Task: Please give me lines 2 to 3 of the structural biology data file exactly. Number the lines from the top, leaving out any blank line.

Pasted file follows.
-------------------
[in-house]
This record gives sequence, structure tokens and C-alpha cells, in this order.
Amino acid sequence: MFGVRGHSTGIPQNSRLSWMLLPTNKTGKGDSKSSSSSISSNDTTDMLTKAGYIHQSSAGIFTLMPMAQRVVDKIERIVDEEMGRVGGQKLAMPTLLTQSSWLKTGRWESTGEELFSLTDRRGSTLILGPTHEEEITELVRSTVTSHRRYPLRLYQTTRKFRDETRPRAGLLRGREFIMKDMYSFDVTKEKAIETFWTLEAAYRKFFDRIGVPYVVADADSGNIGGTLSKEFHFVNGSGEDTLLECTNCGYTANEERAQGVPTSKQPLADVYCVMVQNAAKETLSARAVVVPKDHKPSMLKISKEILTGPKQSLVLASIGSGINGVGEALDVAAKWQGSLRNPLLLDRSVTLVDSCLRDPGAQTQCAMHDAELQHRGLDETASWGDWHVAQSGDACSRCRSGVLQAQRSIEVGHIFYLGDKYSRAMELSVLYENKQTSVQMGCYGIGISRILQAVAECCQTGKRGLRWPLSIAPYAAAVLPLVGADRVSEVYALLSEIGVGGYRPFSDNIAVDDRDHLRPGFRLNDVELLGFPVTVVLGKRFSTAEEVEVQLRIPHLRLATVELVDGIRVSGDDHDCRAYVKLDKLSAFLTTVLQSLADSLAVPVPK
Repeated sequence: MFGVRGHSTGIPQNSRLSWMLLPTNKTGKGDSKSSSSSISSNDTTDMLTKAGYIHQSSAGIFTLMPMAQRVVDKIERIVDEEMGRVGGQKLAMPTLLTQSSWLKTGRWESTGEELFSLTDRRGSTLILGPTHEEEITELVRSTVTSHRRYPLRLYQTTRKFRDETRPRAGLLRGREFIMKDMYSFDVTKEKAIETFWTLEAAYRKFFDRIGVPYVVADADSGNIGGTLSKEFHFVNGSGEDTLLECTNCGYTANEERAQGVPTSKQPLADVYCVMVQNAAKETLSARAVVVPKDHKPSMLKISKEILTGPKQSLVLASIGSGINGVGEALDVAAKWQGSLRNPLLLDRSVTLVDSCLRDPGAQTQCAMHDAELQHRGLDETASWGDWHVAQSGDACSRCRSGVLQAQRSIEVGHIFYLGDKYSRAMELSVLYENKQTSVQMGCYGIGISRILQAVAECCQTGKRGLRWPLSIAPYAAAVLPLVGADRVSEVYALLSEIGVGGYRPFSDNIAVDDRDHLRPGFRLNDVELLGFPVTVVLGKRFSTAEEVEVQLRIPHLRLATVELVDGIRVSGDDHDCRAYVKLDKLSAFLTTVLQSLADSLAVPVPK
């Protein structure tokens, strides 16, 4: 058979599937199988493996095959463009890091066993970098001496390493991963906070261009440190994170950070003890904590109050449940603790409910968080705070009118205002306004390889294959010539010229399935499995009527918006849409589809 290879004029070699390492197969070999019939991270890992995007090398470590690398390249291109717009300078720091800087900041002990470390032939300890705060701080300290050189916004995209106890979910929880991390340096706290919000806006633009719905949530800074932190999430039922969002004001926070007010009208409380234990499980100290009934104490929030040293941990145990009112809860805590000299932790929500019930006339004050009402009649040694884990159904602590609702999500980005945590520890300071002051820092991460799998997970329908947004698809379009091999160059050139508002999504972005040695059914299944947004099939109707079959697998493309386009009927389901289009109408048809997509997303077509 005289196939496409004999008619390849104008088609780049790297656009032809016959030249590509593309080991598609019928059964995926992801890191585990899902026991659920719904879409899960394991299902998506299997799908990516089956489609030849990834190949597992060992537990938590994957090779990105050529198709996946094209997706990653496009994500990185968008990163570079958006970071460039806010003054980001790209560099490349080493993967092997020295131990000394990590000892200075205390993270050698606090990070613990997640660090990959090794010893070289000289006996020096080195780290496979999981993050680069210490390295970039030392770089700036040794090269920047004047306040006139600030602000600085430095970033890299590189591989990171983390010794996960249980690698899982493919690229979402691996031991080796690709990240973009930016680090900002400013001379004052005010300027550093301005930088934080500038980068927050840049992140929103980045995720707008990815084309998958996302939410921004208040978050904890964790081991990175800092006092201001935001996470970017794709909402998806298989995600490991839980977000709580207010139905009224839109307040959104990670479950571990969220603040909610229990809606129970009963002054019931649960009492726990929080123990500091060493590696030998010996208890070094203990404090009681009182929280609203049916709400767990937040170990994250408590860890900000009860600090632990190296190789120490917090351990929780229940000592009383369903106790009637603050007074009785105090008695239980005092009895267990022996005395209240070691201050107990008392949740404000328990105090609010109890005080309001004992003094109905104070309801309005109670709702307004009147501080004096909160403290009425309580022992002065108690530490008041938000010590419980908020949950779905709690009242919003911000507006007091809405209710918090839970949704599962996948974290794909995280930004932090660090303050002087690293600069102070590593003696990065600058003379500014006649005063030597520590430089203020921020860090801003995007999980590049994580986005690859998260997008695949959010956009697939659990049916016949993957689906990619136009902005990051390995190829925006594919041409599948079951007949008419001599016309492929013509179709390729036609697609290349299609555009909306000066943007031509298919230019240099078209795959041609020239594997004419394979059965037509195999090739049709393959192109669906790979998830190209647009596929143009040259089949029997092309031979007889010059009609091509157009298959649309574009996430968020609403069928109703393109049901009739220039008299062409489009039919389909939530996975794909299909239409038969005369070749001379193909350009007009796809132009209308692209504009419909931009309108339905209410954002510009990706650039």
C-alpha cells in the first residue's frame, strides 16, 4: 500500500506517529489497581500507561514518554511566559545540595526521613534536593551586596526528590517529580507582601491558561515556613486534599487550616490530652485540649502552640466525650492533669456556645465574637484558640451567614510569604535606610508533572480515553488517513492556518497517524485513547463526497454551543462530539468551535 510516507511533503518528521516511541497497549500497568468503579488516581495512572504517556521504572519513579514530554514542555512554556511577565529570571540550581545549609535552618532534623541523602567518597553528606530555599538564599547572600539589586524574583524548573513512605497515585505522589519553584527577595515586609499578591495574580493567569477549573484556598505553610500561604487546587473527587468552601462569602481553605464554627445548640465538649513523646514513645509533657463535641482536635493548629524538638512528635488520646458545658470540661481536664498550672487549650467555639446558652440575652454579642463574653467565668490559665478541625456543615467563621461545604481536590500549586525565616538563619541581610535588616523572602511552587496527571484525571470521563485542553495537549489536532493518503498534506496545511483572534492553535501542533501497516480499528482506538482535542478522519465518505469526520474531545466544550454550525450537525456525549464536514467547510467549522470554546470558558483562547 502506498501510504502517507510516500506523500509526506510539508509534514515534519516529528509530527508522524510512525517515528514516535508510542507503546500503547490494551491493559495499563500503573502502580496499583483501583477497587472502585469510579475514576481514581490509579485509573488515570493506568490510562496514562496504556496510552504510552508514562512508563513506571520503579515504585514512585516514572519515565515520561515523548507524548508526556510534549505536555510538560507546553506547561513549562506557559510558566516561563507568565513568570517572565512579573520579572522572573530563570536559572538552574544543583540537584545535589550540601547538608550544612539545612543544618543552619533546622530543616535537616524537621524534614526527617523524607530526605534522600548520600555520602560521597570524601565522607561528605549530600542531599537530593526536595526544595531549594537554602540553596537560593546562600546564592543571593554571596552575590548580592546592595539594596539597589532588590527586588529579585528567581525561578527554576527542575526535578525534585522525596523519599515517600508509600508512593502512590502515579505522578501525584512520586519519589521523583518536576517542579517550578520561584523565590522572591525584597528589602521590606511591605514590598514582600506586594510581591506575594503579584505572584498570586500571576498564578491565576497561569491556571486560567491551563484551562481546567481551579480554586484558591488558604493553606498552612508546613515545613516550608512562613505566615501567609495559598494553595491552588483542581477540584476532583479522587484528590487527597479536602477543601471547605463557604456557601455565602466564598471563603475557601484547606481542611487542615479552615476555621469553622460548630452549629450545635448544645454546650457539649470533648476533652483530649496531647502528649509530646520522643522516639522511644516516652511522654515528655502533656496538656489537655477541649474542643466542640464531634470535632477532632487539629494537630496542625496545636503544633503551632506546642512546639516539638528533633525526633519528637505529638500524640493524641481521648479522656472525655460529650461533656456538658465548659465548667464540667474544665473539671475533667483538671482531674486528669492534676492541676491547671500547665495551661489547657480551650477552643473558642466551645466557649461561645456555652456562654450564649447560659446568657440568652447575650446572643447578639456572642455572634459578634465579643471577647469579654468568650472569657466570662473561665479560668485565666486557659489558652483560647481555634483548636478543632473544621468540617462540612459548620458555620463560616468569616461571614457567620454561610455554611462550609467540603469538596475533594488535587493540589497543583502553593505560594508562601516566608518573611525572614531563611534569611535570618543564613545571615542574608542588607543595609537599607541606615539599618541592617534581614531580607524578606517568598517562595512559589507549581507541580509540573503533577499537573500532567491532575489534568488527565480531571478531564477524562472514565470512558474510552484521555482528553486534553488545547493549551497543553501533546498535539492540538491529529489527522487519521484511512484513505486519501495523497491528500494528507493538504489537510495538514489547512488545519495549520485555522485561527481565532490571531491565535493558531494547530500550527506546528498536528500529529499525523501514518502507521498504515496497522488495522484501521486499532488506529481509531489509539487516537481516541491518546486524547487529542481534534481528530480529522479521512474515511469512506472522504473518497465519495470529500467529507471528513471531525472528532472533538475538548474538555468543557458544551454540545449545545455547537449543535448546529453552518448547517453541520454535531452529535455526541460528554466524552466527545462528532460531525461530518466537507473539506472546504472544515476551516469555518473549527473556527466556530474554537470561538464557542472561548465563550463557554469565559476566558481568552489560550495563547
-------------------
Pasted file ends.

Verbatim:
This record gives sequence, structure tokens and C-alpha cells, in this order.
Amino acid sequence: MFGVRGHSTGIPQNSRLSWMLLPTNKTGKGDSKSSSSSISSNDTTDMLTKAGYIHQSSAGIFTLMPMAQRVVDKIERIVDEEMGRVGGQKLAMPTLLTQSSWLKTGRWESTGEELFSLTDRRGSTLILGPTHEEEITELVRSTVTSHRRYPLRLYQTTRKFRDETRPRAGLLRGREFIMKDMYSFDVTKEKAIETFWTLEAAYRKFFDRIGVPYVVADADSGNIGGTLSKEFHFVNGSGEDTLLECTNCGYTANEERAQGVPTSKQPLADVYCVMVQNAAKETLSARAVVVPKDHKPSMLKISKEILTGPKQSLVLASIGSGINGVGEALDVAAKWQGSLRNPLLLDRSVTLVDSCLRDPGAQTQCAMHDAELQHRGLDETASWGDWHVAQSGDACSRCRSGVLQAQRSIEVGHIFYLGDKYSRAMELSVLYENKQTSVQMGCYGIGISRILQAVAECCQTGKRGLRWPLSIAPYAAAVLPLVGADRVSEVYALLSEIGVGGYRPFSDNIAVDDRDHLRPGFRLNDVELLGFPVTVVLGKRFSTAEEVEVQLRIPHLRLATVELVDGIRVSGDDHDCRAYVKLDKLSAFLTTVLQSLADSLAVPVPK